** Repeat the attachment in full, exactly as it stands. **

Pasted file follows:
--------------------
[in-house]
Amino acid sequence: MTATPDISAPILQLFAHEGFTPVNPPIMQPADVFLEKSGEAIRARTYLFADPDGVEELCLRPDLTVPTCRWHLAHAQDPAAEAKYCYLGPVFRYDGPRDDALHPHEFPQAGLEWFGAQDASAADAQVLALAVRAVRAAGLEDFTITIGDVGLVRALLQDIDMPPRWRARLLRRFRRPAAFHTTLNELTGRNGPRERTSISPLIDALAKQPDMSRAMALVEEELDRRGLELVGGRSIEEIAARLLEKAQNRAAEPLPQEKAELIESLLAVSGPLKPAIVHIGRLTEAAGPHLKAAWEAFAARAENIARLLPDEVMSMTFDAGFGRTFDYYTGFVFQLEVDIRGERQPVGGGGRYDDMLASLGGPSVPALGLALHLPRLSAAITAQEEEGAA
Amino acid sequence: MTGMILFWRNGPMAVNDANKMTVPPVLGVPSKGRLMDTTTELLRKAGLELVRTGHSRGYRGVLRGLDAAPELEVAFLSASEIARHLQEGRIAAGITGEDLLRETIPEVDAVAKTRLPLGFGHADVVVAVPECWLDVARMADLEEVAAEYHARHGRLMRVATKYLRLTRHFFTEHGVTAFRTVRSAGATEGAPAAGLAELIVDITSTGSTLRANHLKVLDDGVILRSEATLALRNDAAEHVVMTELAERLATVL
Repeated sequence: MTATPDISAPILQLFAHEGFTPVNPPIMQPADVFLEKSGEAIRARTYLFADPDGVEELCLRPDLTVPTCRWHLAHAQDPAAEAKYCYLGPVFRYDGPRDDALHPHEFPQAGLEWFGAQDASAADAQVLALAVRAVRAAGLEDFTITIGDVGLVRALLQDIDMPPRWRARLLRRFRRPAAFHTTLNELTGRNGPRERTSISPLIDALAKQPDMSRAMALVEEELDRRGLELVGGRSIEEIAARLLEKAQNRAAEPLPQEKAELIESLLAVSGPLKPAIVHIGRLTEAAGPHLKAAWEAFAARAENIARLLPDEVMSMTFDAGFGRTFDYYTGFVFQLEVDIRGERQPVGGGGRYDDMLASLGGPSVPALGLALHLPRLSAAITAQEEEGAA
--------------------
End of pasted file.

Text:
[in-house]
Amino acid sequence: MTATPDISAPILQLFAHEGFTPVNPPIMQPADVFLEKSGEAIRARTYLFADPDGVEELCLRPDLTVPTCRWHLAHAQDPAAEAKYCYLGPVFRYDGPRDDALHPHEFPQAGLEWFGAQDASAADAQVLALAVRAVRAAGLEDFTITIGDVGLVRALLQDIDMPPRWRARLLRRFRRPAAFHTTLNELTGRNGPRERTSISPLIDALAKQPDMSRAMALVEEELDRRGLELVGGRSIEEIAARLLEKAQNRAAEPLPQEKAELIESLLAVSGPLKPAIVHIGRLTEAAGPHLKAAWEAFAARAENIARLLPDEVMSMTFDAGFGRTFDYYTGFVFQLEVDIRGERQPVGGGGRYDDMLASLGGPSVPALGLALHLPRLSAAITAQEEEGAA
Amino acid sequence: MTGMILFWRNGPMAVNDANKMTVPPVLGVPSKGRLMDTTTELLRKAGLELVRTGHSRGYRGVLRGLDAAPELEVAFLSASEIARHLQEGRIAAGITGEDLLRETIPEVDAVAKTRLPLGFGHADVVVAVPECWLDVARMADLEEVAAEYHARHGRLMRVATKYLRLTRHFFTEHGVTAFRTVRSAGATEGAPAAGLAELIVDITSTGSTLRANHLKVLDDGVILRSEATLALRNDAAEHVVMTELAERLATVL
Repeated sequence: MTATPDISAPILQLFAHEGFTPVNPPIMQPADVFLEKSGEAIRARTYLFADPDGVEELCLRPDLTVPTCRWHLAHAQDPAAEAKYCYLGPVFRYDGPRDDALHPHEFPQAGLEWFGAQDASAADAQVLALAVRAVRAAGLEDFTITIGDVGLVRALLQDIDMPPRWRARLLRRFRRPAAFHTTLNELTGRNGPRERTSISPLIDALAKQPDMSRAMALVEEELDRRGLELVGGRSIEEIAARLLEKAQNRAAEPLPQEKAELIESLLAVSGPLKPAIVHIGRLTEAAGPHLKAAWEAFAARAENIARLLPDEVMSMTFDAGFGRTFDYYTGFVFQLEVDIRGERQPVGGGGRYDDMLASLGGPSVPALGLALHLPRLSAAITAQEEEGAA